Mentions: A 49-year-old female patient came to the outpatient clinic with complaint of general weakness, mild discomfort and heat sensation in the abdomen. Diagnosed with PNET with multiple liver metastases at another hospital, she was transferred to our clinic for bloodless surgery owing to the patient's religious faith. The patient's height was 152 cm and weight was 53.6 kg. She didn't have any other underlying medical diseases such as hypertension, diabetes, hepatitis, tuberculosis and so on. Physical exams revealed mildly distended abdomen and a non-tender palpable intraabdominal mass. The serum tumor markers including CEA, CA 19-9, and α-FP were within normal limits, whereas liver function test levels including total bilirubin (1.3 mg/dL), aspartate transaminase (58 U/L), and alanine transaminase (49 U/L) were slightly elevated. Radiological tools including abdominal-pelvic CT scan, biliary and pancreas dynamic MRI with contrast, PET/CT scan, and bone scan contributed to diagnosis and therapeutic plan. According to the results of radiological imaging studies, a huge well capsulated tumor (about 8-cm diameter on the longest distance) was located in the pancreatic body and tail, which was highly enhanced by the contrast material. Multiple hepatic metastases were found in both lobes (Fig. 1A, B).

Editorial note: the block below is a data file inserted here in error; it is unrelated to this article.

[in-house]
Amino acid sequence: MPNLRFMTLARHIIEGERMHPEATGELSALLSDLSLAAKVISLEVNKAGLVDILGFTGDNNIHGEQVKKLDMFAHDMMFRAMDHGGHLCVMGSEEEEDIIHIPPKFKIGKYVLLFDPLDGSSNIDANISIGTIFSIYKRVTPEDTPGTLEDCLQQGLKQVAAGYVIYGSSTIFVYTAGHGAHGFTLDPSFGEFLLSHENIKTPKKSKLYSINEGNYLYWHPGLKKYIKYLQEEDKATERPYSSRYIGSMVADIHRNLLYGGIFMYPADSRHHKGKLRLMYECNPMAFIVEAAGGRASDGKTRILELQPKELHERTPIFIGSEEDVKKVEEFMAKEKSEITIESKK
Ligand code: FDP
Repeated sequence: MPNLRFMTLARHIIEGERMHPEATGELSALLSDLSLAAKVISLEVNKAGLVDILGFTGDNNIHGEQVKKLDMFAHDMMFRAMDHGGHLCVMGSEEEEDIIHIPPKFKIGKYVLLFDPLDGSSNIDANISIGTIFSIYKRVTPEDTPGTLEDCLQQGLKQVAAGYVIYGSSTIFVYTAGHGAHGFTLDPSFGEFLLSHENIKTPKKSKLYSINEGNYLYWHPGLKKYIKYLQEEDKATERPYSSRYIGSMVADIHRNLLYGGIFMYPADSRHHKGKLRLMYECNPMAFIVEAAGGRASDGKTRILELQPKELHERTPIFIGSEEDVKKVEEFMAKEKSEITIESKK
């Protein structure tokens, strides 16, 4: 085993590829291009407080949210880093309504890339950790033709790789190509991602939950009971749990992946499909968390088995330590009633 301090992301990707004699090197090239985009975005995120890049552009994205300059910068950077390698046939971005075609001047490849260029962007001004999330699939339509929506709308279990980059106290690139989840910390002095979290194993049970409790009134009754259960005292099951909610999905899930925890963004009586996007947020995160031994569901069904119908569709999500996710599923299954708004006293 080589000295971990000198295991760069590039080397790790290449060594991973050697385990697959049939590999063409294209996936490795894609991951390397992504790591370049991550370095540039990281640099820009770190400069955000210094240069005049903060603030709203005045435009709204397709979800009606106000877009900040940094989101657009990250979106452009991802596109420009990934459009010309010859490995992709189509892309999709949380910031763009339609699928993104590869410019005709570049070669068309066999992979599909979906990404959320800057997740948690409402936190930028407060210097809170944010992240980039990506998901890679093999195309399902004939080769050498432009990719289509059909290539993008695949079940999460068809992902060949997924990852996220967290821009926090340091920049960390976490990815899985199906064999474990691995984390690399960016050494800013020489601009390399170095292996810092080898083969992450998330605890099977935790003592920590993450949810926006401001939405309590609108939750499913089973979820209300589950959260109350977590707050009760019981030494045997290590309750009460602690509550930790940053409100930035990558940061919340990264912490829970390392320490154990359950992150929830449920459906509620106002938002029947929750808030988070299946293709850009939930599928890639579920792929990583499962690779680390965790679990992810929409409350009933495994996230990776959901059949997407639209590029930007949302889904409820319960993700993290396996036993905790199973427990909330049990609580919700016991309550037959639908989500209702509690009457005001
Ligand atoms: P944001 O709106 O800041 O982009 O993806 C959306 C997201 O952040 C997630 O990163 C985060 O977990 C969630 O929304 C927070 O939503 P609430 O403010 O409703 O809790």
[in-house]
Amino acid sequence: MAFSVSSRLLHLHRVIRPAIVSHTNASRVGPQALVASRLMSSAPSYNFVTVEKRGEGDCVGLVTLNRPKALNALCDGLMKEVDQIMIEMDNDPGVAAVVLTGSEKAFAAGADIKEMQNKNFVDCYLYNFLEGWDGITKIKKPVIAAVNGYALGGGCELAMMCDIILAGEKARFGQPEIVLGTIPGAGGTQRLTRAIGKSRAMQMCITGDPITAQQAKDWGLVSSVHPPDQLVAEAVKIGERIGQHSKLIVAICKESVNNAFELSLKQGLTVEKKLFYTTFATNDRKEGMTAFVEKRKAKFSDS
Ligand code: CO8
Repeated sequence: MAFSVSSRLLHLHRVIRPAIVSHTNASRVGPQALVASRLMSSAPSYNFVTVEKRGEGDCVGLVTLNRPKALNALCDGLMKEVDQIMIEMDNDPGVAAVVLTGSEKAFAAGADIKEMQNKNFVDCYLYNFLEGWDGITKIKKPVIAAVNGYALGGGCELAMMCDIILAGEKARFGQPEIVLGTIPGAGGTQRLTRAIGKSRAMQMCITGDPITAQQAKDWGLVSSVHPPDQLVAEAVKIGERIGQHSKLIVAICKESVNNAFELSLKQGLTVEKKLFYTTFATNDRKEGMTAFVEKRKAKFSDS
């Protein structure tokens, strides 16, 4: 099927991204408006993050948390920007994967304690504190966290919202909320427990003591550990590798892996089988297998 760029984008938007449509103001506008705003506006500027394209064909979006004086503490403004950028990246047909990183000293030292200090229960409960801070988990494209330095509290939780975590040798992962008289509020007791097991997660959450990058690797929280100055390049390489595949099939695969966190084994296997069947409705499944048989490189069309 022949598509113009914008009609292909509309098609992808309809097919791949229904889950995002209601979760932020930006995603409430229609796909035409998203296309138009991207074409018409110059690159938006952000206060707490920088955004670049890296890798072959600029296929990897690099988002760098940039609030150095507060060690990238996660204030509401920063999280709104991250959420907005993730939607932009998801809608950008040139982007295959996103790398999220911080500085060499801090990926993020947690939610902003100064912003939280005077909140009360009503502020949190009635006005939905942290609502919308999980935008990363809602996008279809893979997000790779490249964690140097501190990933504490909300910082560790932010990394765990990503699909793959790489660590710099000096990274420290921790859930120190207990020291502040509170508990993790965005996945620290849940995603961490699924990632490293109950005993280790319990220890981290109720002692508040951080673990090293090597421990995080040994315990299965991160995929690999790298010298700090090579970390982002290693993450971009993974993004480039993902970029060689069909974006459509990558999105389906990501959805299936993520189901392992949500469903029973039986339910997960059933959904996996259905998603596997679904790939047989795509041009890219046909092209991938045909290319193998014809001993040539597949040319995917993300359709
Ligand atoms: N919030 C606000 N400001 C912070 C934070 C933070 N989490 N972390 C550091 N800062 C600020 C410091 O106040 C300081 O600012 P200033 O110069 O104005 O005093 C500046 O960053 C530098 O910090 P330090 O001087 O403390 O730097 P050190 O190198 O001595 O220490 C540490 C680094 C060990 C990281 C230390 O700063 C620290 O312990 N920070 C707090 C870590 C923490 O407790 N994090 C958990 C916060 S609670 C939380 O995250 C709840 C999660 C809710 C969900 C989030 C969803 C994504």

Bottom Line: We present a case of successful bloodless multimodality therapy, which was performed for a JW.Multimodality therapy is very important for optimal treatment of PNET.Along with intimate interdepartmental cooperation, careful patient selection and appropriate perioperative management could possibly enhance the surgical outcome.